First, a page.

Sunday Toughie 68 (Hints) – Big Dave's Crossword Blog
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Sunday Toughie 68 (Hints)

Sunday Toughie No 68

by Zandio

Hints and Tips by Sloop John Bee

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 Zandio has given us a Floughie (ish) Toughie today that seems comparable to his recent backpagers. A nice even 14a and 14d clues of which I have hinted half. A couple of bonus pics may help with some of the gaps but remember to look out for anagrams and lurkers. The football team nearly defeated me but it is not a specific team but rather the number of players you seek.

Here we go…


As it is a Prize puzzle I can only hint at a few and hope that will give you the checkers and inspiration to go further. I’ll be back just after the closing date with the full blog. Don’t forget to follow BD’s instructions in RED at the bottom of the hints!

I hope I don’t have to redact any comments but I am new at this and don’t want to rock the boat. If in doubt, I’ll rub it out! – I think that sentence is a bit redundant. You have all been so helpful in sorting out prior parsing failures, and I am sure I will need similar help again.

Most of the terms used in these hints are explained in the Glossary and examples are available by clicking on the entry under “See also” Where the hint describes a construct as “usual” this means that more help can be found in The Usual Suspects, which gives a number of the elements commonly used in the wordplay. Another useful page is Wolves in Sheep’s Clothing, which features words with meanings that are not always immediately obvious.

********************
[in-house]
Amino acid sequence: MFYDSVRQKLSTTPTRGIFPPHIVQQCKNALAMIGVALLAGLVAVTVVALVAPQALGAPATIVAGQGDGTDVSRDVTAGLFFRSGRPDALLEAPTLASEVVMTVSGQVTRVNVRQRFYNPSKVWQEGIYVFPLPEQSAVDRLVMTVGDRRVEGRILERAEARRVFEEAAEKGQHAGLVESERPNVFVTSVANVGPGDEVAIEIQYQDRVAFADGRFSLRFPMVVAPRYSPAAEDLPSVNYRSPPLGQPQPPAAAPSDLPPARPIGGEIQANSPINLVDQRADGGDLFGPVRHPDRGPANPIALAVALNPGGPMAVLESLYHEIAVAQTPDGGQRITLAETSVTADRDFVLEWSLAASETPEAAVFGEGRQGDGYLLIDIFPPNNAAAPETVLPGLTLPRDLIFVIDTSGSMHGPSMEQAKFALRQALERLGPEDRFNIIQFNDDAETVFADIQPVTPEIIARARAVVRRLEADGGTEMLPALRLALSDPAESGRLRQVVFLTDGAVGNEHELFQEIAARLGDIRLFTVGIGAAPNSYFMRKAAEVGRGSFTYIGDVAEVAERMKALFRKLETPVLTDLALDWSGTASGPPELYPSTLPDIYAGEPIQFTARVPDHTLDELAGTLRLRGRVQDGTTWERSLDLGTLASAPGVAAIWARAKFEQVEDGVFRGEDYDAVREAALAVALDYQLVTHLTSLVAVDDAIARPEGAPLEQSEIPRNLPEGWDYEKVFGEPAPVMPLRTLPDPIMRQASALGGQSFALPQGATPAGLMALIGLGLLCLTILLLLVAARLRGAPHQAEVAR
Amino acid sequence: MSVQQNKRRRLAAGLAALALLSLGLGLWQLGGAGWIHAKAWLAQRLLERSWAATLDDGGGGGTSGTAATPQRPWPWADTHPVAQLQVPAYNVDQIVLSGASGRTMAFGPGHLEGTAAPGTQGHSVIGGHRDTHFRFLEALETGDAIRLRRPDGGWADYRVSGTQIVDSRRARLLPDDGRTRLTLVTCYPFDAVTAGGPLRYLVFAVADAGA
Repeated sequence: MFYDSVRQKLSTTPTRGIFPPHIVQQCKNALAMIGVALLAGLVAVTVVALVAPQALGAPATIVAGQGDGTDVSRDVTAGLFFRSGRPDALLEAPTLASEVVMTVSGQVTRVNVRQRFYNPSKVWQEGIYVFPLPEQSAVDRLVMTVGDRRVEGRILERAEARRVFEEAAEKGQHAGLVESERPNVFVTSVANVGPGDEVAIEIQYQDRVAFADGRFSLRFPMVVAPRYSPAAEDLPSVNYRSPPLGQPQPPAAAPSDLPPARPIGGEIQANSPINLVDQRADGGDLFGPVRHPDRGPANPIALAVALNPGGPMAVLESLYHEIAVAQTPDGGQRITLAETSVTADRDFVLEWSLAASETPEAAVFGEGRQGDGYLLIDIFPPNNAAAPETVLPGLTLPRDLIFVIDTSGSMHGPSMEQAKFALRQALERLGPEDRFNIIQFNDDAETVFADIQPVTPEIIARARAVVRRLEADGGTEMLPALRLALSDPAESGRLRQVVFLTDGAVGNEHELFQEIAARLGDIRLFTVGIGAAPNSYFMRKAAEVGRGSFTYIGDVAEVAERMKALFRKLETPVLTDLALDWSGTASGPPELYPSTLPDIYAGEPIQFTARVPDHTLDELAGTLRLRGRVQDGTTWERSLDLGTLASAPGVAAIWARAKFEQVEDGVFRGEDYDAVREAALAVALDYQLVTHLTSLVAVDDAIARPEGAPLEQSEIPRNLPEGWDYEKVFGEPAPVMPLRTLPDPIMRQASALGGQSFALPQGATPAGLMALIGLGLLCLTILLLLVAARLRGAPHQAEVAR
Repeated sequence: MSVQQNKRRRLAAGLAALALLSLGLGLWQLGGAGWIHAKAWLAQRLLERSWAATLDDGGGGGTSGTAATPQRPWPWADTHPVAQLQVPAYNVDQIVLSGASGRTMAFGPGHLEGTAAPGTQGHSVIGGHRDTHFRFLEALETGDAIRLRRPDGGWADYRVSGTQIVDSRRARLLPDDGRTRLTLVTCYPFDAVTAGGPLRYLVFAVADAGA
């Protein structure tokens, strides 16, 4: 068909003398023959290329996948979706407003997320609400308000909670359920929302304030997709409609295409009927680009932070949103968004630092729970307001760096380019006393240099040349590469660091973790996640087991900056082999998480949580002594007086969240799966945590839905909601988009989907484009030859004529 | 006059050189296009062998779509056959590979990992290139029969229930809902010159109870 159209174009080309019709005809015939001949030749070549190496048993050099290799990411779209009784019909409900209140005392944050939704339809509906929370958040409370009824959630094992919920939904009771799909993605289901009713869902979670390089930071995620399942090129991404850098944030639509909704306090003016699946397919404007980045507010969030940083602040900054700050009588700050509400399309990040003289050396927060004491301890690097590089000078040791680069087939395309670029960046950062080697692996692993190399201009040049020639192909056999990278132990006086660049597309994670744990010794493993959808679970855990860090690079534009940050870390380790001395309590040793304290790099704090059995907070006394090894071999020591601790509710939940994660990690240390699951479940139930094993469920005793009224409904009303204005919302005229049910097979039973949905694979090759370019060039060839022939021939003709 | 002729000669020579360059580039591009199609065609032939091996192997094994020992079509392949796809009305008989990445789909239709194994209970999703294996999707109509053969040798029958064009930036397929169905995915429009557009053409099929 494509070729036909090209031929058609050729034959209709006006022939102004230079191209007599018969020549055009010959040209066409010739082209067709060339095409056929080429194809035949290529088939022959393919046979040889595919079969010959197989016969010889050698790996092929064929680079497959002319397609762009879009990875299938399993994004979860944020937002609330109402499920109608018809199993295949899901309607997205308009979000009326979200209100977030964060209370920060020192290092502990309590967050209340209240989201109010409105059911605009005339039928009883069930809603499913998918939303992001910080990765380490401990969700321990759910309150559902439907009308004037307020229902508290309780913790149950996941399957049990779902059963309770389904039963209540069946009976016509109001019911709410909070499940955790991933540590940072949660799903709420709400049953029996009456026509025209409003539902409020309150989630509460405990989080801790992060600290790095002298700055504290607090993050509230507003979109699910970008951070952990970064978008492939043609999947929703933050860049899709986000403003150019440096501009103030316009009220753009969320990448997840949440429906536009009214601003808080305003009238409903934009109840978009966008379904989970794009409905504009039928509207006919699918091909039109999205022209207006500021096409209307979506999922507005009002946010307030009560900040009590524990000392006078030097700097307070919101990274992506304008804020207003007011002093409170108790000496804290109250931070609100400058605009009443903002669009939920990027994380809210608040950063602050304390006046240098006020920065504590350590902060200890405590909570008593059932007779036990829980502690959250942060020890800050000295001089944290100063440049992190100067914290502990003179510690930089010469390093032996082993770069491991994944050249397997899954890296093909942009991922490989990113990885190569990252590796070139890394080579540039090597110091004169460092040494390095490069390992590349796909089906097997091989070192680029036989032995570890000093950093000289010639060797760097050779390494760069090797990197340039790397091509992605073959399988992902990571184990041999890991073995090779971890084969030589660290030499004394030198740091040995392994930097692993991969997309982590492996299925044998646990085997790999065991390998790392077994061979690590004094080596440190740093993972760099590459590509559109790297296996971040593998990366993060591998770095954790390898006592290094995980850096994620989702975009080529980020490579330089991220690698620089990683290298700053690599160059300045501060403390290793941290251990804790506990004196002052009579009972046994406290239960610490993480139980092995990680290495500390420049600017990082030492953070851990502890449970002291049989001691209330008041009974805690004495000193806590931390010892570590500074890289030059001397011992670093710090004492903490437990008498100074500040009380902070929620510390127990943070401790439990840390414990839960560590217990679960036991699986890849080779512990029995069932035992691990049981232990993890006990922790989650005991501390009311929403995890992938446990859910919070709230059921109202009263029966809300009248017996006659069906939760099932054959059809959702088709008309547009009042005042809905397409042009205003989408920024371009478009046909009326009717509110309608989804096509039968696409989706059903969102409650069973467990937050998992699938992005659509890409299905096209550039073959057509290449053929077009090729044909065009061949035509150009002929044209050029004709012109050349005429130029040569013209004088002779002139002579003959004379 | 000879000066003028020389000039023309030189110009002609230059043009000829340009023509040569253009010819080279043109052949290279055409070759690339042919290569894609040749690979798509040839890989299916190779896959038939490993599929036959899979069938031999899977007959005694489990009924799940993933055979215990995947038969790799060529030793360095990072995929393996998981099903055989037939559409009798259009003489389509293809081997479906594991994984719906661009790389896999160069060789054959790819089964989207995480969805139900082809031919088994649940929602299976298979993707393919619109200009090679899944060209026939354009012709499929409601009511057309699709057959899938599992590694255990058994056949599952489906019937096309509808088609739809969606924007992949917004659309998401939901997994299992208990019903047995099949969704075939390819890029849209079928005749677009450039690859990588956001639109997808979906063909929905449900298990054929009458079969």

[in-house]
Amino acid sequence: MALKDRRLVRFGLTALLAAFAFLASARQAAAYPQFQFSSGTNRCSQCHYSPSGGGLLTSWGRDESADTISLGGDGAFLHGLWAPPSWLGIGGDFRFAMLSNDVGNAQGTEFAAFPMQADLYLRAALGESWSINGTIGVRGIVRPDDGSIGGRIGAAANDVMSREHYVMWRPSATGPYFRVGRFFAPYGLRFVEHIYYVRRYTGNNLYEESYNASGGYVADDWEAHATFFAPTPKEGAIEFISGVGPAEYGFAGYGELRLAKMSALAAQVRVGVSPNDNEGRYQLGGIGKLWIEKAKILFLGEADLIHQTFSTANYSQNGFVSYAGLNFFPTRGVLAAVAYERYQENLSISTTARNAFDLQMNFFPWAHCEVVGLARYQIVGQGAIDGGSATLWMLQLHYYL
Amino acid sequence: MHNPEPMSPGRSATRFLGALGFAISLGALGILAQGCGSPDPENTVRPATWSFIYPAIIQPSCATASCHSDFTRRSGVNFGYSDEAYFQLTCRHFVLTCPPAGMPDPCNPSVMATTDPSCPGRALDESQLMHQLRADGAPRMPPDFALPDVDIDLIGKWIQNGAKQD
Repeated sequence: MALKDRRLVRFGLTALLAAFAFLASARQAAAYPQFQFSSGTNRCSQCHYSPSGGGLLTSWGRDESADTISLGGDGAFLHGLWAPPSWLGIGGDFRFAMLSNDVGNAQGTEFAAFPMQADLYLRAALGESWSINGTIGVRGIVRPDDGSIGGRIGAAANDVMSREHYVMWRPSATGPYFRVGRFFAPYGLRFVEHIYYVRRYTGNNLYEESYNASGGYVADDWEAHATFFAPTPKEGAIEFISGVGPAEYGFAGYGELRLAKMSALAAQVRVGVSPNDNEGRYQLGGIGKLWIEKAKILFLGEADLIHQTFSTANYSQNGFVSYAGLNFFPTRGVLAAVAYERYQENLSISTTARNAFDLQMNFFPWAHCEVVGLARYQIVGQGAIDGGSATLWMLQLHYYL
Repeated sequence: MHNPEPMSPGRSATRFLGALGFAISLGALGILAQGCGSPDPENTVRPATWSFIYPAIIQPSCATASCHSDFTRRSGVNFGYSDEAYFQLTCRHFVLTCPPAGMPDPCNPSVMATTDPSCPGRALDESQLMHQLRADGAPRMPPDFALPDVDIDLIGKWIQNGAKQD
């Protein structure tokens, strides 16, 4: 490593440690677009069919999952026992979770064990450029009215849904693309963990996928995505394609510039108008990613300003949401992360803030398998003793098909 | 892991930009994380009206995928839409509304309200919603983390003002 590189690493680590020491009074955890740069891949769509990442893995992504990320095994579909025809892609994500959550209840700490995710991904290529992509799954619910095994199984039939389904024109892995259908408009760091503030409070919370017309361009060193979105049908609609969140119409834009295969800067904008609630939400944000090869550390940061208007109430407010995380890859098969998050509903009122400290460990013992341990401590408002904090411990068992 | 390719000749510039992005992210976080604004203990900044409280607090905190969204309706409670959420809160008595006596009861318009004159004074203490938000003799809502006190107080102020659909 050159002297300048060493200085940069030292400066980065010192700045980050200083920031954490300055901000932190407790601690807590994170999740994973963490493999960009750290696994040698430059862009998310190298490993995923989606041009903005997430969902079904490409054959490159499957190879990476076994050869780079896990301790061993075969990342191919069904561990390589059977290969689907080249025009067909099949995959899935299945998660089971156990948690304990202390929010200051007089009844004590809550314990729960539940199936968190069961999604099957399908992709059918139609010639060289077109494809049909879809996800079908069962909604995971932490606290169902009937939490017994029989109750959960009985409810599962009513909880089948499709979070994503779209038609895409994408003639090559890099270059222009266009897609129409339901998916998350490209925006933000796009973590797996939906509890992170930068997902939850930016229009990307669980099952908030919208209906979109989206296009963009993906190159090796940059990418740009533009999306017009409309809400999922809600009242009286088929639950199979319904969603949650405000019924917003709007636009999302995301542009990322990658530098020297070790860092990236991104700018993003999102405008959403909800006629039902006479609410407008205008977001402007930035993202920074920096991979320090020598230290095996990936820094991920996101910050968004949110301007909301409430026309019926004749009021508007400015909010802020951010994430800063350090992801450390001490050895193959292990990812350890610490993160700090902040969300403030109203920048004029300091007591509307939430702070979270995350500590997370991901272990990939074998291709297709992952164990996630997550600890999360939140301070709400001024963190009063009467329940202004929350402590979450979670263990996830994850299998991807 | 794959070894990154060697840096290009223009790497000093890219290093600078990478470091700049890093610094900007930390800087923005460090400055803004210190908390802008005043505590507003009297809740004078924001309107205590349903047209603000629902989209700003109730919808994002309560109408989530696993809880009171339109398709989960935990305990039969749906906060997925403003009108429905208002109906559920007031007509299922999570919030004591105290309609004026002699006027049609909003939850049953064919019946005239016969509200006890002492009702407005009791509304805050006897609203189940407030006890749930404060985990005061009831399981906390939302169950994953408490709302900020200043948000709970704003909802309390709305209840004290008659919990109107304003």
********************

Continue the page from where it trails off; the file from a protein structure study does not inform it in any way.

A full review of this puzzle will be published after the closing date for submissions. Some hints follow: Remember the site rules and play nicely.


1a Matador’s covering head (4)
Start with a double definition, something a Matador wears and also a geographical headland

10a Celebs refuse to get into golf in India (10)
A NATO code letter, some refuse, a preposition for in and another NATO code letter

11a Twisted love — French sea dog’s ultimate flaw (7)
Love as a tennis score, the French for sea and the ultimate letter of dog, all reversed (twisted) is a mischievous folkloric creature invented at the beginning of the 20th century to originally explain malfunctions or flaws in aircraft, and later in other machinery, processes, and their operators

14a Group with independent album, taking ecstasy, develop moving way to communicate (6,5)